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PHL 333 Study Guide - Comprehensive Midterm Guide: Thrasymachus, Square Enix Europe, SpeedstepPremium

12 pages619 viewsWinter 2017

Department
Philosophy
Course Code
PHL 333
Professor
Sasa Stankovic
Study Guide
Midterm

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Ryerson
PHL 333
MIDTERM EXAM
STUDY GUIDE
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Plato’s Repuli (Part 1) Jan 16, 2017
Introduction to Plato & His Ideas
Born into an influential family
Influenced heavily by Socrates, who:
o Philosophically questioned people about what they were experts on, ie, asking a lawyer
what law or justice is
o Challenged the youth to question authority (and was later charged and executed for
iitig a upisig
o “tood up fo the seah fo tuth/piiple at the ost of his life
Theme of something appearing to be, vs. it actually being
o Ie, social media allowing people to appear happy and rich and successful, when the
reality is student debt and depression and joblessness
o Questioig hat Beig is, if thigs ae ostatl hagig ad thee udefiale
“oethig a ol e defied as it is if it is unchanging; if it is changing, it
ust e defied as it is eoig
o Acknowledgement of two realities: the physical and metaphysical; senses v. ideas
What is Virtue & can it be taught? Disussed i Plato’s dialogue etee “oates ad Meo
o Plato begins the dialogue ith Meo askig “oates ith a itue e
auied/taught? poptig “oates to the ask, hat is itue?
o We a’t ask the fist uestio ithout fist defiig itue, ut a’t tul defie itue
because the concept is constantly changing
o Meo gies eaples of itue fo e, it is leadig a solid politial life; fo oe, it’s
tending to the household), but Socrates challenges this ou a’t defie soethig 
examples
o Eaples do’t defie the ualit, the shae the ualit; in providing an example
instead of a definition, the knowledge of what exactly the quality is is lost
Eidos: the fo of the thig that allos us to eogize it, ie, e eogize a hai/a/lothig
because of the common form that we connect with our preconceived idea of such objects
One can be led to believe a certain definition or goodness/badness of a thing based on the
perceived purposes of that thing (is, justice restricts our freedom and happiness)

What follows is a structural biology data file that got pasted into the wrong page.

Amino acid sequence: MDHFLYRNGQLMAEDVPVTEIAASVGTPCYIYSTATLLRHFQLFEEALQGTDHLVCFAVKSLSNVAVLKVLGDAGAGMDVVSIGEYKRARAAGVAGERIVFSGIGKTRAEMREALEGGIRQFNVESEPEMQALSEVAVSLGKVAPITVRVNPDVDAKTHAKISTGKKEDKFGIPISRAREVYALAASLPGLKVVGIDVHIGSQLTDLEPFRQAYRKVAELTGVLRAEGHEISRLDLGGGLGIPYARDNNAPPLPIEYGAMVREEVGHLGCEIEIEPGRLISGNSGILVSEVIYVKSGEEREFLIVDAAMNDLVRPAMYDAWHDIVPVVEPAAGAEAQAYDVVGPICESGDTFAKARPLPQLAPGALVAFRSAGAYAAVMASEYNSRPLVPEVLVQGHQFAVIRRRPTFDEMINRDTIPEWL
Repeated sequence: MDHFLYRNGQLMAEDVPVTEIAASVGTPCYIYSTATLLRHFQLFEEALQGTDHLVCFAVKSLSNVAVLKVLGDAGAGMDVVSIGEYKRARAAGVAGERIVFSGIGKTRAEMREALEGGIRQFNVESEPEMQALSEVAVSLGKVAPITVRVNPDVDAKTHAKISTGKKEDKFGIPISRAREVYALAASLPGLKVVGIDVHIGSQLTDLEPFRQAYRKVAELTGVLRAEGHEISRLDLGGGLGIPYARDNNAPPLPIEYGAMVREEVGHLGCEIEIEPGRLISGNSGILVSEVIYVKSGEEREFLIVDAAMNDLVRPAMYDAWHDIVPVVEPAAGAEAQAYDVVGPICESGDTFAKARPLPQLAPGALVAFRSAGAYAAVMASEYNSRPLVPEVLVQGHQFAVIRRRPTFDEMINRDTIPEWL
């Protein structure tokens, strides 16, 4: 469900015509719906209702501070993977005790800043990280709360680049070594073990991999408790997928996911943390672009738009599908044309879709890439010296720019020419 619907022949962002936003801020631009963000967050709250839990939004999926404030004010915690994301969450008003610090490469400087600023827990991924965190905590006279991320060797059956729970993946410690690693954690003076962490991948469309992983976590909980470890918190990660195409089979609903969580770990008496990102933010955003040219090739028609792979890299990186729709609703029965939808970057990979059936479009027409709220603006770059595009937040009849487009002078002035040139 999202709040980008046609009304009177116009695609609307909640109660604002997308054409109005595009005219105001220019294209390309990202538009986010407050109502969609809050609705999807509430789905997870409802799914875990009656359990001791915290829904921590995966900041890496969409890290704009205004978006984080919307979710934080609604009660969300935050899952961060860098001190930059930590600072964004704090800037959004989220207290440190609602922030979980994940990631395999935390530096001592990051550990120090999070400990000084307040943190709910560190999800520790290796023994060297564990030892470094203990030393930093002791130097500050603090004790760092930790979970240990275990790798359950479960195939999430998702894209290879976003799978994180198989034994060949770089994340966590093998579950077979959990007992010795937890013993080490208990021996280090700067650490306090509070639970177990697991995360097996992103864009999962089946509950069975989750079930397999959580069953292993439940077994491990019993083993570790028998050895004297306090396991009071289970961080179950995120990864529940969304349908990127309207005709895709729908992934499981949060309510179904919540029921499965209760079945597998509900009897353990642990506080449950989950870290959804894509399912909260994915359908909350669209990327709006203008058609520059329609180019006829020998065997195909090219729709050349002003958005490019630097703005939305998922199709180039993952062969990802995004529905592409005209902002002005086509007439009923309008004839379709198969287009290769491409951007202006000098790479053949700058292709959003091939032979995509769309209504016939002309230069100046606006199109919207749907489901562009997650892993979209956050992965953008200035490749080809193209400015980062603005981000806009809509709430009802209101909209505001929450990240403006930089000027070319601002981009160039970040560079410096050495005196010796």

Plato’s Repuli
Begins with Plato arguing with Thrasymachus about the goodness of justice, but Thrasymachus
gives up the argument pretty quick
Glauo, usatisfied ith Plato’s ase, igs the aguet ak up i the hopes of a oe
convincing one
Plato and Glaucon categorize justice into the fiest of the thee kids of good
o Good i itself: those thigs hih ig tepoa happiess ut do’t podue
anything that benefits further than itself (ie, drinking/partying, watching some movies,
eating candy)
o Good in itself and because of its fruit: it is enjoyable in itself, but also produces longer
lasting benefits (ie, reading/knowledge, shopping, listening to music); this is the
category Socrates places justice in
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o Good because of its fruit: those things which are difficult or upsetting to do, but yield
something that makes it worth it (ie, housework, studying); this is the category most
people place justice in
Glaucon challenges Socrates to show him how exactly justice is good in itself, not for the
benefits it later yields; he also challenges Socrates in how justice is good apart from its
appearance, arguing that all the good a person gets from being just is simply because of the
reputation of justness
o the geatest good fo a peso ould e to e ujust hile appeaig just
Glauo’s aguet begins:
o The Origin of Justice
People who have both inflicted and suffered injustice, but are too weak to inflict
injustice or protect themselves from it these people come to a compromise
Laws are created to prevent people from hurting one another, which (Glaucon
argues) means that everyone would hurt everyone if they could bypass the law
Also implies that law = justice, but is that really the case? Is there justice and
ijustie hee las do’t eist? Ho a e defie justie if it hages fo
place to place and time to time? How can something we build our whole lives,
countries, and systems on be so fluid and changing?
o Is Justice Good?
People act justly unwillingly
Story of Gyges of Lydia: found a ring that allowed him to become
invisible, subsequently seduced the Queen, murdered the King, and
took over the kingdom
o Those who live unjustly live better (as long as they remain uncaught/untried)
Glaucon begins a thought experiment to determine whether injustice or justice
is truly better in and of itself
The perfectly unjust person is completely unjust, but appears to be
completely just; if they are caught, they have the power, prestige, or
influence to defend themselves against all charges and still appear just;
this is to see the good i itself of injustice
The perfectly just person is completely just, but appears to be
opletel ujust; the ae aught ad tied ad totued ad
eeuted; this is to see the good i itself of justie
Glaucon concludes (for the sake of argument) that a person has no
reason to be just as it yields nothing for them, whereas a person has
every reason to be unjust (as long as they remain uncaught), because it
yields everything
Adeiatus’ agues futhe:
o Poets, politicians, teachers, and parents all praise justice, but only for the rewards of a
reputation (ie, good marriages, friends, repute)
o But justie aloe is’t eough fo a lot of people get , ad so e hae ujust people
appearing just
o Justice in itself appears to do no good for a person
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